Hatteras has long been known for building motoryachts and sportfishing boats that can handle the rough stuff. The GT45X Flybridge shows Hatteras hasn’t forgotten much of anything that it has learned. Here’s the genius of this model: The offshore performance of a sportfisherman is not just for anglers anymore, since it’s just the ticket for providing a safe transport back to protected waters when the weather turns snotty. And with available layouts that can accommodate a family (with flexibility for additional guests), the package can serve as a hard-core tournament boat or a cruiser ready to take the crew up and down the coast, or out to the islands.
The Back Story
Most know the story, but for those who do not, it bears repeating since it has such a happy ending. Hatteras Yachts, a company with a longstanding reputation for building quality cruisers, was acquired by Brunswick, a large conglomerate of boat brands, in 2001. Things went well, but economics being what they are, Brunswick was forced to reduce staff and shop for a buyer. Ultimately, one stepped forward and, in 2013, Hatteras was sold to Versa Capital Management’s subsidiary, Navis HCY Acquisition LLC. This company is well funded and Hatteras was given the resources needed to tool new models and, essentially, do things right. Hatteras continued to grow both the GT line and motoryachts.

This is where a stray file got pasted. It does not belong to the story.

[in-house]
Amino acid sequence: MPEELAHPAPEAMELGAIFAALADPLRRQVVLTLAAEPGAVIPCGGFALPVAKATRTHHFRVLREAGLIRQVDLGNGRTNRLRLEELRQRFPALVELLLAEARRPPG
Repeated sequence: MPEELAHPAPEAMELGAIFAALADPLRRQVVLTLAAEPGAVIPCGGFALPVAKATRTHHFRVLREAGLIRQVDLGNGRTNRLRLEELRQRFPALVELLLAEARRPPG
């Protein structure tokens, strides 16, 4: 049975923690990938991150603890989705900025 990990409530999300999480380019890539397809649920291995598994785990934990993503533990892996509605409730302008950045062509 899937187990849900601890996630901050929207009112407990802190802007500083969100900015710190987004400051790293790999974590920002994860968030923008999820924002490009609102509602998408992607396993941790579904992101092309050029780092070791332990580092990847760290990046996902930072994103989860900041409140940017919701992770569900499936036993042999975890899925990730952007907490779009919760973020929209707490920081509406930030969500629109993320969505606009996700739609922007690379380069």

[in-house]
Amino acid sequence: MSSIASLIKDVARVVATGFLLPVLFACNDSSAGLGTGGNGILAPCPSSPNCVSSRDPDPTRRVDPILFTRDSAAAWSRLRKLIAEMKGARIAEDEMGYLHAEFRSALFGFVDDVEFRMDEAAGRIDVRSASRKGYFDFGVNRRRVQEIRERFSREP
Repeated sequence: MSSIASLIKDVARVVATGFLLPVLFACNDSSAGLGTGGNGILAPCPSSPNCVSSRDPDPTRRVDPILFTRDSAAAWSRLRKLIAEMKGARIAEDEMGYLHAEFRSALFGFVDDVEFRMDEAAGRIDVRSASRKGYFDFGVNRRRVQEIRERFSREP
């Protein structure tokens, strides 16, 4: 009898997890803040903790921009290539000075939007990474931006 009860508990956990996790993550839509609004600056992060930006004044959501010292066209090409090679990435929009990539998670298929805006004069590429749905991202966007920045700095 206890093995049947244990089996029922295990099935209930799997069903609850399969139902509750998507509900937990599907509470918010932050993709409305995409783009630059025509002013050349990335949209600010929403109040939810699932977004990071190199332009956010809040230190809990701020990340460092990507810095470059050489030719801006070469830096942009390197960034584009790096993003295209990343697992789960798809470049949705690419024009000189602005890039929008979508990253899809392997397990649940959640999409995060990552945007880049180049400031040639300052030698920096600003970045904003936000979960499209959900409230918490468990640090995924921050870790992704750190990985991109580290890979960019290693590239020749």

Fast forward to today, where we find Hatteras expanding its line of motoryachts and sportfishing boats, and, to that end, offering a versatile mid-size boat for those trading up from other brands who want the build quality, rugged construction, and prestige of the Hatteras brand -- as well as for those trading down from larger convertibles or motoryachts.
Features Inspection By the Numbers
All three Hatteras GT45X models have the same hull: LOA of 44’7” (13.59 m), a beam of 16’6” (5.03 m), a draft of 4’ (1.22 m). With the additional structural requirements in place to support a pair of SeaKeeper 6 gyros, plus the full flying bridge package, the empty weight of the Hatteras GT45X Flybridge is 53,400 lbs. (24,221 kg), or 3,700 lbs. (1,5739 kg) more than the express version of this boat.
All GT45X models come standard with the same power, a pair of 835-hp Cat C-12.9 diesel engines, and have the same options for other power choices, most popular being a pair of 1,136-hp Cat C-18 ACERTs. Fuel capacity is 800 gallons (3,028 L) and that feeds both the mains and the 17 kW generator. Both hold 100 gallons (379 L) of fresh water and 43 gallons (163 L) of waste.